"Rhy'Din?" Kalen echoed, his voice muffled as he tinkered with the wires. Thankfully, he wasn't so shocked that he whacked his head. Safe was a relative term with regard to Rhy'Din, but he made no objections.
"Different galaxy," she pointed out, never taking her eyes from the data readout in front of her. Despite their distinct lack of civility toward one another, she had calmed down, her thoughts now for the well being of her ship over his well being. "Pandora's configured for the Nexus Gates - Trethin's people don't even know where they are, much less how to use them."
"I know Rhy'Din," he admitted, wondering if this was some kind of a trick. In all his travels, he'd met few who had actually heard of Rhy'Din, much less knew how to find their way there. He fell silent again as he tried to focus on fixing the tangle of wires in front of him, his thoughts wandering to wondering what she knew of Rhy'Din.
"I figured," she mused. "Your accent doesn't peg you as coming from anywhere in this galaxy, and there's only one way you could possibly have ended up here. Hence, Rhy'Din." She glanced up, reaching to flip a flashing switch over her head. It said a lot about how professional their relationship had been before her little cut and run that they had managed to draw this level of calm and quiet around themselves. But then Pandora was a small ship. They had to put up or shut up in order to survive being in this close quarters.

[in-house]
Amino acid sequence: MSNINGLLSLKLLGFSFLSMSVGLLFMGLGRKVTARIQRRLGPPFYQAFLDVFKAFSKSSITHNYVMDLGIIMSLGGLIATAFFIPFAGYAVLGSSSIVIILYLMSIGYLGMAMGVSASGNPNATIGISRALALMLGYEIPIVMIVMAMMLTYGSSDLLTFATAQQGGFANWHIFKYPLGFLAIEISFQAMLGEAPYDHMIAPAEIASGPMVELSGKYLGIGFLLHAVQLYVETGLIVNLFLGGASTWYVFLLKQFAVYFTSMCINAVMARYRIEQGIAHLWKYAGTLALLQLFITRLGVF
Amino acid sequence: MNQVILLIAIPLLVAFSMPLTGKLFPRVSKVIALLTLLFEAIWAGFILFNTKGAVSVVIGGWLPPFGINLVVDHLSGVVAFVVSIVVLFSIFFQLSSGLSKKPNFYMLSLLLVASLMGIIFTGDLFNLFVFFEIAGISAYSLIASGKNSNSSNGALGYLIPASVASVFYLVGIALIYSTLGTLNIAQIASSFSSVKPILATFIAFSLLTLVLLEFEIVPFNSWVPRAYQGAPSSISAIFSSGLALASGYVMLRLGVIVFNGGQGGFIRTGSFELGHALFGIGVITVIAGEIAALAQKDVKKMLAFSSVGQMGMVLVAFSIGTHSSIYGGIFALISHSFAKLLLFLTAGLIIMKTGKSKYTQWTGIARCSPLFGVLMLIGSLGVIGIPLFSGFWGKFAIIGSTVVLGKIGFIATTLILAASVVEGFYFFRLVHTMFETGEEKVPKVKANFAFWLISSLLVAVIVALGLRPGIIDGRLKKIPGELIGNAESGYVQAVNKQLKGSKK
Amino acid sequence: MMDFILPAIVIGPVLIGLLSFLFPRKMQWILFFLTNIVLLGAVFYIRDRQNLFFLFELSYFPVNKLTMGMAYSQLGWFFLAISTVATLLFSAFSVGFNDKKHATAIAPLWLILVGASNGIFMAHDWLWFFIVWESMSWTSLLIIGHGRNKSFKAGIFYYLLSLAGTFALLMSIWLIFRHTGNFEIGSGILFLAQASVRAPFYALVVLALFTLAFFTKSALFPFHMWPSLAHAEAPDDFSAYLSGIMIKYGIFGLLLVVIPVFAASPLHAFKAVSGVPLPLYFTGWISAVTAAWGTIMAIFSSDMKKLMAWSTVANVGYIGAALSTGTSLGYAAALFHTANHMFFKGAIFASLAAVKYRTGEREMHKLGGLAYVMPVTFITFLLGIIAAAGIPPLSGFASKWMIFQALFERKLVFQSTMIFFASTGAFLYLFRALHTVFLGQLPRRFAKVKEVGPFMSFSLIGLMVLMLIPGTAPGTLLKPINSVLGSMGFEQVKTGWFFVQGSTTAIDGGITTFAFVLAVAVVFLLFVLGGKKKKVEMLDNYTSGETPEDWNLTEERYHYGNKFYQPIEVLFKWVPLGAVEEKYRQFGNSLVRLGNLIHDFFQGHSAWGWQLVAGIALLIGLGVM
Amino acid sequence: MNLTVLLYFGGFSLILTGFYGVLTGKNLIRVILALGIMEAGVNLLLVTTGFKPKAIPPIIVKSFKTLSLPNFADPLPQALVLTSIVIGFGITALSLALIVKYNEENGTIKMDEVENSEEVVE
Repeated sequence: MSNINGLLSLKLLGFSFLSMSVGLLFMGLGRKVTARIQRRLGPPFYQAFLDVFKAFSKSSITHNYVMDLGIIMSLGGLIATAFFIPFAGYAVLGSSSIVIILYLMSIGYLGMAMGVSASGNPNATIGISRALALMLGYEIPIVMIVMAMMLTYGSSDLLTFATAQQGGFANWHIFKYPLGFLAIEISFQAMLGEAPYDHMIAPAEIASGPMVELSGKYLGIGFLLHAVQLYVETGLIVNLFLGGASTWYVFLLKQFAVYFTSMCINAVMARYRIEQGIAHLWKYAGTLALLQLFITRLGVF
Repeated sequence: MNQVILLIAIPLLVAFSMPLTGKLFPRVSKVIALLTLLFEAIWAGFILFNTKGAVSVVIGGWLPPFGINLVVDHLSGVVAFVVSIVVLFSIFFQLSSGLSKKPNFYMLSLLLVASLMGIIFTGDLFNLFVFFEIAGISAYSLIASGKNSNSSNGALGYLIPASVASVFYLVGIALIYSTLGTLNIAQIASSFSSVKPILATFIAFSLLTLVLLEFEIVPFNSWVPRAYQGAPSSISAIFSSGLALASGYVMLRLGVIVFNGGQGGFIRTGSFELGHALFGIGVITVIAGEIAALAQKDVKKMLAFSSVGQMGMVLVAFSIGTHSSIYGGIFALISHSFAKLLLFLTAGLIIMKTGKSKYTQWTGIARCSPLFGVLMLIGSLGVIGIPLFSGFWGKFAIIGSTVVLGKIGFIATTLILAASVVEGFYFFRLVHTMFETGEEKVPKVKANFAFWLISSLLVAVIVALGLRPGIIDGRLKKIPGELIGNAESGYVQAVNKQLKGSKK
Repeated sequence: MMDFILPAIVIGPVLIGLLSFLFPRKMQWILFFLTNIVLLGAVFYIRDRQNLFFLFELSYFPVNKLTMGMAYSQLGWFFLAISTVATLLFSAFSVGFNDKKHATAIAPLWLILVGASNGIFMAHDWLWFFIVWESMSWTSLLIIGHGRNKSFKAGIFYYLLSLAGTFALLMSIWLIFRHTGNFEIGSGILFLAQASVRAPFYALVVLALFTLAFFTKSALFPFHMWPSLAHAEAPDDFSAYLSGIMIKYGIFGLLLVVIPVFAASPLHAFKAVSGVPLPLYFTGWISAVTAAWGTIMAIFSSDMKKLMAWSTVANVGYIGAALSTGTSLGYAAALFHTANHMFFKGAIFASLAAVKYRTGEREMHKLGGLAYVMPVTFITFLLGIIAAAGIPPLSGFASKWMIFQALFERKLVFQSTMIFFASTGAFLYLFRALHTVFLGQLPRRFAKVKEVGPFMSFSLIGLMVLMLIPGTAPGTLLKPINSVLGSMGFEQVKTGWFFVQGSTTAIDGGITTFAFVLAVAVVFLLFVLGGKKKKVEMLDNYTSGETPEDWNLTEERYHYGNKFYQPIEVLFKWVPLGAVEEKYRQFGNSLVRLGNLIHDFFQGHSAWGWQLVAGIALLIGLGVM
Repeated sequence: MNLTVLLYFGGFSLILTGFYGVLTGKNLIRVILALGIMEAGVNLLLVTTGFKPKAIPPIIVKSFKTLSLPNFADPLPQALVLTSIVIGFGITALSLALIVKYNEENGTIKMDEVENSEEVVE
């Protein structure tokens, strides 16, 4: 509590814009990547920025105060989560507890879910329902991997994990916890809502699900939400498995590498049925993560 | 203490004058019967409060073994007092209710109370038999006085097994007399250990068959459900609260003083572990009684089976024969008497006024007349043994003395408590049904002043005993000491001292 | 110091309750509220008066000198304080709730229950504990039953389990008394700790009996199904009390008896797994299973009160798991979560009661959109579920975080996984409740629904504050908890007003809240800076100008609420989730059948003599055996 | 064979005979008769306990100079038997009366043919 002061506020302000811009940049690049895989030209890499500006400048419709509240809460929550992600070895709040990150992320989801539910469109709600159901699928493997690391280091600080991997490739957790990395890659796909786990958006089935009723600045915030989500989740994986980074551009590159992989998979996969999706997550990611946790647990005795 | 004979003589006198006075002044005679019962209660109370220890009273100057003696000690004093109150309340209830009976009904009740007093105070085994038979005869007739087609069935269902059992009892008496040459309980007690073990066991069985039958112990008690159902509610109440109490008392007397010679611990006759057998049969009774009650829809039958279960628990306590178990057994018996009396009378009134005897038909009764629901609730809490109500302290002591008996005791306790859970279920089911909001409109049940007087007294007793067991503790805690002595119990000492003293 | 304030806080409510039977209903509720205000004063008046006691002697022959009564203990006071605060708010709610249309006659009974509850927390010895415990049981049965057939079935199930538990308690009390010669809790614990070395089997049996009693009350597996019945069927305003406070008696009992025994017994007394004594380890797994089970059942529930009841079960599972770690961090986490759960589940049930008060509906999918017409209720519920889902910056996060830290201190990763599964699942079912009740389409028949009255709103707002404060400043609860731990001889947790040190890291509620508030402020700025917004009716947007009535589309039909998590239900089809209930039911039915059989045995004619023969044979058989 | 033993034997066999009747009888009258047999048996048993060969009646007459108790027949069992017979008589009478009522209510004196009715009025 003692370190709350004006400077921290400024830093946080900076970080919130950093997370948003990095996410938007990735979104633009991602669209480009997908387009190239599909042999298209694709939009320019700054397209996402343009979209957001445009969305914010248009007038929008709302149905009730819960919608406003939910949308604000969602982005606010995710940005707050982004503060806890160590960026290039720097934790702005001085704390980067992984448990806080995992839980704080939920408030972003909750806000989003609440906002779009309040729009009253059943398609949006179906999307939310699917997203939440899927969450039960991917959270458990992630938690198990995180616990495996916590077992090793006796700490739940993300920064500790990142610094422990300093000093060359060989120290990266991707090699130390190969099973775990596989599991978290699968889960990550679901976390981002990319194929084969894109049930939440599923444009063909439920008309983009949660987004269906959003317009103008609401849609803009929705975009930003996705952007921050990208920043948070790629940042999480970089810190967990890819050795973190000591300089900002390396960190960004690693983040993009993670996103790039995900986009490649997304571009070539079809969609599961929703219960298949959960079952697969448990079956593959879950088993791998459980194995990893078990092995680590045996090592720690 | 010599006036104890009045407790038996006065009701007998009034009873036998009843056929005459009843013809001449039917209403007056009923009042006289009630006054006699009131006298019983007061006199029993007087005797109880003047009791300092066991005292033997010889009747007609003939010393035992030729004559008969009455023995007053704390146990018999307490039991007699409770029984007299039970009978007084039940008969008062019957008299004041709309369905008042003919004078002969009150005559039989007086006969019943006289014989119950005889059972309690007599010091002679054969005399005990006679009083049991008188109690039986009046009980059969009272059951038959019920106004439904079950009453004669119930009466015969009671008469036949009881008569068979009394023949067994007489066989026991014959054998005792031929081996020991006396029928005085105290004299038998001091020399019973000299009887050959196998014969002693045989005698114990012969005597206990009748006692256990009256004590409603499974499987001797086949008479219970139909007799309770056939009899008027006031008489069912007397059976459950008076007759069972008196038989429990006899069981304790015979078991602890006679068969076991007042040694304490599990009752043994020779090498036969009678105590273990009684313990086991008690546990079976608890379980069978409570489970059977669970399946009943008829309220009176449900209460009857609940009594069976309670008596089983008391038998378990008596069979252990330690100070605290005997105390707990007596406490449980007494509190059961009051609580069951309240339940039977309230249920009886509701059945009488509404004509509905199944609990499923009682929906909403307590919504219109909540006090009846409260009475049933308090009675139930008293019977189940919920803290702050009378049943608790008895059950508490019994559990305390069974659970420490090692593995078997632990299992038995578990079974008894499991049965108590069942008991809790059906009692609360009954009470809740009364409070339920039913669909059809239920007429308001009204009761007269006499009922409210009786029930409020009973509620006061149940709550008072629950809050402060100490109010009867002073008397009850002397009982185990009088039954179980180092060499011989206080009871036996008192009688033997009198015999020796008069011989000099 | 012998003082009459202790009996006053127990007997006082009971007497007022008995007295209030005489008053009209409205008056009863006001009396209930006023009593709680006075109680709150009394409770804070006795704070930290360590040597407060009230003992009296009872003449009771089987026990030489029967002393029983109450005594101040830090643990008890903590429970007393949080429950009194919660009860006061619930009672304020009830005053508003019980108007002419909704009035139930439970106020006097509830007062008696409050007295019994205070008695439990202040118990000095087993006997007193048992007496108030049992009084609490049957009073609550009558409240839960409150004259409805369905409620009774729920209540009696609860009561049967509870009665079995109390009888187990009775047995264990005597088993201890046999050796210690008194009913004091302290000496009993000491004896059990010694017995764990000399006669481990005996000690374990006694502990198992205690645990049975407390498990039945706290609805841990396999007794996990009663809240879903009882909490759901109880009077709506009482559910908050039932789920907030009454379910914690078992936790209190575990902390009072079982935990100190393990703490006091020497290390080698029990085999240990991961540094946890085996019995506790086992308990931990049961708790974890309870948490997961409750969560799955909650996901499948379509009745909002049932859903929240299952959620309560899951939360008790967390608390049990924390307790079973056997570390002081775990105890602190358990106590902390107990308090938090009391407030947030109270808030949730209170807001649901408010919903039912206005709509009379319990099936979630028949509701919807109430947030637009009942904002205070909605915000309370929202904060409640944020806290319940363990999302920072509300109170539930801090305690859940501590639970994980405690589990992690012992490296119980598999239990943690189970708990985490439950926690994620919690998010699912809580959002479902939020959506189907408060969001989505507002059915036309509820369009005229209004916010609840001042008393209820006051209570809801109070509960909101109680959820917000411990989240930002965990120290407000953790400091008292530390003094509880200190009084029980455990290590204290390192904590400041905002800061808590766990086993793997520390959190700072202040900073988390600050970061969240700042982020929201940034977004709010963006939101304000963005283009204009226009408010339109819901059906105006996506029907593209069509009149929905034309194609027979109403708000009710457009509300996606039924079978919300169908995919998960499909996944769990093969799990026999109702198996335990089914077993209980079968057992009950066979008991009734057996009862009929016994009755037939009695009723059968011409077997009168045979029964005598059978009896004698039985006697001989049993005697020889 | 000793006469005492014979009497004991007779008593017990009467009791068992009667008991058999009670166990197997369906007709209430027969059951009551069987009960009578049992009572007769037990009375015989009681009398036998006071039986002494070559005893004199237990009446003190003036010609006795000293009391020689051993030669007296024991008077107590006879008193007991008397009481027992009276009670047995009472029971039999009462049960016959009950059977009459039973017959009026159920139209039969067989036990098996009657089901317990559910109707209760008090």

It wasn't a place he was looking forward to returning to, but she had a point in that few were likely to look for them there. Professional or not, it struck him how little they knew of each other, but then, it was better that way. Better not to get let anyone get too close for fear they might end up dead or worse. There was an audible thump as he whacked his head on the console, followed by a few choice mumbled words before he came up for air, rubbing at yet another lump to the collection he already had going care of the governor and his lackeys.
"You ready to bury your pride and let me look at you now?" Yana asked mildly, still not glancing back at him. When she looked at him, she saw the bruises and blood, the injuries she had abandoned him to receiving, and she knew he'd never accept her explanation as to why she'd done it. He'd take it personally that she hadn't told him in advance.
"I've had worse," he admitted, pulling himself to his feet, obviously favoring one side over the other. He was alive; therefore, he had no complaints, even if he did feel like he'd been run over by a herd of bantha. "You have anything to eat around here?" he asked, with that indistinct accent of his that no one could quite place.
"So that's a no, then," she sighed, rolling her eyes. Finally, she spun in the chair, still avoiding his gaze as she rose to rummage through a second storage compartment. "The 'fresher is through there," she told him a little belatedly, gesturing toward a narrow door behind her. Coming up from the compartment with a handful of ration packs, she dropped them on the bed. "Take your pick. Protein in your choice of flavors."